Think back on your career. How much of a role did luck play into where you are today? It’s probably not easy to say one way or another, but that doesn’t stop labor economist Paul Oyer from wanting to study it.
“You hear these stories all the time,” Oyer says. “You run into the right person in the elevator. You happen to sit next to the right person at a dinner and that changes your whole future. I love these types of stories. They’re harder to analyze than the overall broader macroeconomic trends that affect people, but the truth is a few breaks can really affect a career.”
Throughout his career, Oyer has explored issues ranging from why companies offer their employees stock options to what makes certain types of workers particularly productive in different jobs. He also studies the risks and rewards of big career moves like earning an MBA or pursuing a PhD, and the significant role that luck can play in building a career — including his own.
Oyer recently spoke with Stanford Business about his experience moving from industry to academia, how the field has changed in recent years, and how being in the right place at the right time can make all the difference.
What Drew Him Into His Field
Oyer started his career with a couple of years at the consulting firm Booz Allen Hamilton. After receiving an MBA from Yale in 1989, he worked for now defunct high-tech companies 3Com Corporation and ASK Computer Systems. Then he went back to get his PhD in economics from Princeton. “I was doing regular MBA-like things in operations and marketing, and it was going OK,” he says. “But I think I was more interested in numbers and analytics than managing people or broader business matters.”
Ask economists to look back at the essay they wrote to get into graduate school, Oyer says, and the vast majority will tell you that they didn’t end up studying anything close to what they initially said they were interested in. But not him. “I’m pretty sure I wrote an essay in which I said I was going to do exactly what I ended up doing, which is studying how firms manage their employees and that sort of thing,” he says. “I just thought it was inherently interesting.”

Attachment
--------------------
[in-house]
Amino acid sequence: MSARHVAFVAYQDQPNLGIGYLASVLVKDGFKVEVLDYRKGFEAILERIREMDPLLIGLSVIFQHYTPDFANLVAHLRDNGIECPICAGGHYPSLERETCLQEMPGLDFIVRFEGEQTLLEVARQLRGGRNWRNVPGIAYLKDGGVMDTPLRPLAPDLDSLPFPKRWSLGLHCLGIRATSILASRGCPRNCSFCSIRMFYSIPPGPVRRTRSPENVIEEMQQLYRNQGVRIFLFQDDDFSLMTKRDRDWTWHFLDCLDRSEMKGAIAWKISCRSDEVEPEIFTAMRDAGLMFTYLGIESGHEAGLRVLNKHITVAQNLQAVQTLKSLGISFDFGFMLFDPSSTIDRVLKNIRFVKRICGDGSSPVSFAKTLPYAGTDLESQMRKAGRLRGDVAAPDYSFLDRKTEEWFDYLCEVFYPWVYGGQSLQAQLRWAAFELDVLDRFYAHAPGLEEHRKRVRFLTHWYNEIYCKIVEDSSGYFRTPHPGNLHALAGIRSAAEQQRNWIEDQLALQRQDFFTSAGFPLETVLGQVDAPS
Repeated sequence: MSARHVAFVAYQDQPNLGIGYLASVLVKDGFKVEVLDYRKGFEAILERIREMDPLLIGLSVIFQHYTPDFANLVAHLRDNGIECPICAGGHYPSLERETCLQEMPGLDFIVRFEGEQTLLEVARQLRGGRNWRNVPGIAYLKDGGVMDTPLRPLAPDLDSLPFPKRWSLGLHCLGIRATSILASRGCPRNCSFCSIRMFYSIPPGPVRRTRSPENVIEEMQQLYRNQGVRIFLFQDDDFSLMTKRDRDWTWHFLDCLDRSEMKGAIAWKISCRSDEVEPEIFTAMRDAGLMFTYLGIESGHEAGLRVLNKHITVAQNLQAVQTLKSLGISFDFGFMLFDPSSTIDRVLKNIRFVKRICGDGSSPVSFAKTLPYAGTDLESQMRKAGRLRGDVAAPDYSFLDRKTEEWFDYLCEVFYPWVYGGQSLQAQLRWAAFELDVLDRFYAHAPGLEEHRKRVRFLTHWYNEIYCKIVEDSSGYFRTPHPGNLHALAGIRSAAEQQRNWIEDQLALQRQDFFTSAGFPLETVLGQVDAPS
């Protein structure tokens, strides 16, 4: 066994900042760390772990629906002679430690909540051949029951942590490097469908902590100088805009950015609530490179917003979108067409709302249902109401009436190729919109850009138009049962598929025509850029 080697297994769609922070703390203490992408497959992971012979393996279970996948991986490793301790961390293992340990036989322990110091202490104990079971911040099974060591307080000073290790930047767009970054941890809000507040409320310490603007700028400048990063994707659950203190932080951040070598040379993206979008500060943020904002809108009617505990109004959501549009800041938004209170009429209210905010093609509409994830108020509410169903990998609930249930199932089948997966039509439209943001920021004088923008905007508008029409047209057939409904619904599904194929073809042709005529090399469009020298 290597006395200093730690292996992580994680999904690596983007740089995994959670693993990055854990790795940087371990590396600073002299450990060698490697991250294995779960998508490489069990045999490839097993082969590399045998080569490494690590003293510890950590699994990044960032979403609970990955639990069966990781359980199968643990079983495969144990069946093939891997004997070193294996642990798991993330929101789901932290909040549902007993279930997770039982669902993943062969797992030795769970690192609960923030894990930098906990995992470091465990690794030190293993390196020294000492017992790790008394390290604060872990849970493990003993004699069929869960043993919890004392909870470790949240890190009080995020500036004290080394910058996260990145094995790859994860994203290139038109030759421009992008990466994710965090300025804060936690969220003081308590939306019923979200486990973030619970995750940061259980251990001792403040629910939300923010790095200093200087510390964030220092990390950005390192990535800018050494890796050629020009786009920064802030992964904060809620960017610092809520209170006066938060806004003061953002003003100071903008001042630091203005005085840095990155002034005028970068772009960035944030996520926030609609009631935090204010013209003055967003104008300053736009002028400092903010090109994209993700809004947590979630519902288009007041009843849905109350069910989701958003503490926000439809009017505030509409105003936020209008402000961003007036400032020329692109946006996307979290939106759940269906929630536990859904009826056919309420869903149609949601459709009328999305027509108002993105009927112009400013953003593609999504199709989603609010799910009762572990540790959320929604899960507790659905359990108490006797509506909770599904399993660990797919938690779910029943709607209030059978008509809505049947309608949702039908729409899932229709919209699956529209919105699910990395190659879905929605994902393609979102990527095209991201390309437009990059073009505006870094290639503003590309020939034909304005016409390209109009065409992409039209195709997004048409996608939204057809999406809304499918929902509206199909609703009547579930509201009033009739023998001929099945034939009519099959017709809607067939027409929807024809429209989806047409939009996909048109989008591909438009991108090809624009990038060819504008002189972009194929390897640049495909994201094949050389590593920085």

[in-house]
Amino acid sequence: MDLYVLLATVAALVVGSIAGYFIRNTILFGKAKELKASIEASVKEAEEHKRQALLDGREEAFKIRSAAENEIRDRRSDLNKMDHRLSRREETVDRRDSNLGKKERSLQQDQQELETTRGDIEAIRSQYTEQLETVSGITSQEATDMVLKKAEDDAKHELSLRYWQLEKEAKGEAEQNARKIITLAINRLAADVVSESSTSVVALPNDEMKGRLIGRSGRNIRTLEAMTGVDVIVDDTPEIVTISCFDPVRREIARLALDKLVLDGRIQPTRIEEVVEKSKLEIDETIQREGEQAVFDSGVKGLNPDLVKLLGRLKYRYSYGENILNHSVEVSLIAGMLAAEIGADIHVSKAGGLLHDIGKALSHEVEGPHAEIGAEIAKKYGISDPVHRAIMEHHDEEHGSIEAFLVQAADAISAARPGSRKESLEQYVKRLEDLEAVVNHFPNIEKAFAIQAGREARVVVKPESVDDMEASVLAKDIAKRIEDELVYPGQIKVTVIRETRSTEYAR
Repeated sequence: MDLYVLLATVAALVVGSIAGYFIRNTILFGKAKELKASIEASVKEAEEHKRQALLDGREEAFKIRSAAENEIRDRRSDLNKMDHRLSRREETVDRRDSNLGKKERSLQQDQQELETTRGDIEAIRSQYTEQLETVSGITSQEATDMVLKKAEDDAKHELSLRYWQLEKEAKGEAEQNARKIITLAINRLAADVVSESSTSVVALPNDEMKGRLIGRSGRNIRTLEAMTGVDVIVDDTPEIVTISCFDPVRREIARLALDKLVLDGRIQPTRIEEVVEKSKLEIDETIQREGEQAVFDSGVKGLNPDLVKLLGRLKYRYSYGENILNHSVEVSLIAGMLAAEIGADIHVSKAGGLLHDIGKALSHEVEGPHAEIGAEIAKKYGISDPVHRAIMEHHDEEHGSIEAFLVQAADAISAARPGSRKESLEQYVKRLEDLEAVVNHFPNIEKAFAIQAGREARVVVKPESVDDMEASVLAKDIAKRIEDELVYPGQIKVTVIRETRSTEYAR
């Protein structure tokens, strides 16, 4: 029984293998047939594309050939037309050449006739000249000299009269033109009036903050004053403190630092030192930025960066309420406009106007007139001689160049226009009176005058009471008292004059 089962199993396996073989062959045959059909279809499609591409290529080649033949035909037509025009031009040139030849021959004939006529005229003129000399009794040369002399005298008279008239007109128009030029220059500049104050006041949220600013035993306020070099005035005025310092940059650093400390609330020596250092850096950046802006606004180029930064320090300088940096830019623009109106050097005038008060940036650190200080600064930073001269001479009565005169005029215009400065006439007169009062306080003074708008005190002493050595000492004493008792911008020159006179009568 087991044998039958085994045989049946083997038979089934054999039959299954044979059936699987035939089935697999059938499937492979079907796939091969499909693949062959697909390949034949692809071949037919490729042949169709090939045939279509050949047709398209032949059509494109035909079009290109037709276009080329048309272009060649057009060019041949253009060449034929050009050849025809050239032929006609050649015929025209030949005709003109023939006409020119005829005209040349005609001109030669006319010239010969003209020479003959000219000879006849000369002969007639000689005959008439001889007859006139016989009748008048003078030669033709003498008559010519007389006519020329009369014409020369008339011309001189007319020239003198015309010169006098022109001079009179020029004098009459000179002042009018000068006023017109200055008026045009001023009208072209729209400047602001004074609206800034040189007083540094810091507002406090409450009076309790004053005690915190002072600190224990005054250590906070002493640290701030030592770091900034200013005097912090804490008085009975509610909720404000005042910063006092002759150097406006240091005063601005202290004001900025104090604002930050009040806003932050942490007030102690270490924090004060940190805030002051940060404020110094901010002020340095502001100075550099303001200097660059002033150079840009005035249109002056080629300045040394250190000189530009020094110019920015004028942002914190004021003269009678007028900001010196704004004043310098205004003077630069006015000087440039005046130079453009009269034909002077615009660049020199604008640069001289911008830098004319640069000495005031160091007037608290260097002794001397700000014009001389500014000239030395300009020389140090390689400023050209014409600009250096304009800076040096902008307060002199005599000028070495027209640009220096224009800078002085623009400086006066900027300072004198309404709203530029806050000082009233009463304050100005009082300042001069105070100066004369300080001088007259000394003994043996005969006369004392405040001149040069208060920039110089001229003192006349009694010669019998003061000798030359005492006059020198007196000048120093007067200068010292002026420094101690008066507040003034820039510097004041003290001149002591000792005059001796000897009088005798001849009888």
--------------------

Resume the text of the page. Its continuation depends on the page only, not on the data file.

Still, Oyer admits that he didn’t exactly know what he was getting into at the time. “I don’t think I knew what the life of an academic would be like,” he says. “It’s risky to get a PhD in the sense that you don’t know what’s going to happen on the other end. You can end up in a government office or a consulting firm instead of a university. Those are all very different jobs. But it was a great change, and I’m grateful how it worked out.”
On What Could Be His Most Impactful Research
One central question that Oyer studies in a number of contexts is what is the role of luck in a career.
For instance, in a 2008 paper published in the Journal of Finance, he analyzed MBA graduates and found that the state of the stock market when they graduated played a significant role in their subsequent career trajectories. When the stock market is doing well, investment banks recruit more aggressively and MBA students are much more interested in career opportunities in finance. As a result, Oyer found, an MBA who graduates during a bull market is much more likely to go into investment banking than one who graduates in a bear market. In addition, career paths are “sticky,” so someone who starts out as an investment banker is much more likely to be an investment banker later in his or her career, relative to someone who, say, starts out in consulting but later considers moving into investment banking.
In other words, Oyer’s findings suggest that it’s not just that people who like banking go into it and stay in it throughout their careers. Rather, investment bankers are often “made” by the conditions they encounter upon graduating. “That first step you take out of school ends up having long-term ramifications for where you end up working later in life,” Oyer says. “That initial draw in the labor market matters a lot.”